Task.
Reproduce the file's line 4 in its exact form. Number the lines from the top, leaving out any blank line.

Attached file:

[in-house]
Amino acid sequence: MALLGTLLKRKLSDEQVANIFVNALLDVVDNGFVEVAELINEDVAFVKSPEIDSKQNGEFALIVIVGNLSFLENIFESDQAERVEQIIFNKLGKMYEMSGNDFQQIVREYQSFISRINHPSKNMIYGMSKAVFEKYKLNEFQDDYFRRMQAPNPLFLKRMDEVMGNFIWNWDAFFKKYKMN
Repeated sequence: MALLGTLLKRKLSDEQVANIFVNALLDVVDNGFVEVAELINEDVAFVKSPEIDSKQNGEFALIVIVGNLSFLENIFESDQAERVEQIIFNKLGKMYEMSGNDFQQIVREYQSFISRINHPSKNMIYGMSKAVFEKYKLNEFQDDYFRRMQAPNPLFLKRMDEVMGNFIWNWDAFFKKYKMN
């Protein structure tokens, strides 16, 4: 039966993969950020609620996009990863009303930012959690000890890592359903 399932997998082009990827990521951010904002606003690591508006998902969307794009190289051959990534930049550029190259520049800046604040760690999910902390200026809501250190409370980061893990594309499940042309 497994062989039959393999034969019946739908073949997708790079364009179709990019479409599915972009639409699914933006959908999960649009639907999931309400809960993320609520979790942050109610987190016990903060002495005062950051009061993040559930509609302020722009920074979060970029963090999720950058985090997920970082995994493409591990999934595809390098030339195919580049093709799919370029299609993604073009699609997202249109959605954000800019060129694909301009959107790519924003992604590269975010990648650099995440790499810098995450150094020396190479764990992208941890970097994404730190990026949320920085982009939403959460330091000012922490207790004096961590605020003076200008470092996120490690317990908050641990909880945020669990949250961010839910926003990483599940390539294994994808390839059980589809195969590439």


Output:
């Protein structure tokens, strides 16, 4: 039966993969950020609620996009990863009303930012959690000890890592359903 399932997998082009990827990521951010904002606003690591508006998902969307794009190289051959990534930049550029190259520049800046604040760690999910902390200026809501250190409370980061893990594309499940042309 497994062989039959393999034969019946739908073949997708790079364009179709990019479409599915972009639409699914933006959908999960649009639907999931309400809960993320609520979790942050109610987190016990903060002495005062950051009061993040559930509609302020722009920074979060970029963090999720950058985090997920970082995994493409591990999934595809390098030339195919580049093709799919370029299609993604073009699609997202249109959605954000800019060129694909301009959107790519924003992604590269975010990648650099995440790499810098995450150094020396190479764990992208941890970097994404730190990026949320920085982009939403959460330091000012922490207790004096961590605020003076200008470092996120490690317990908050641990909880945020669990949250961010839910926003990483599940390539294994994808390839059980589809195969590439």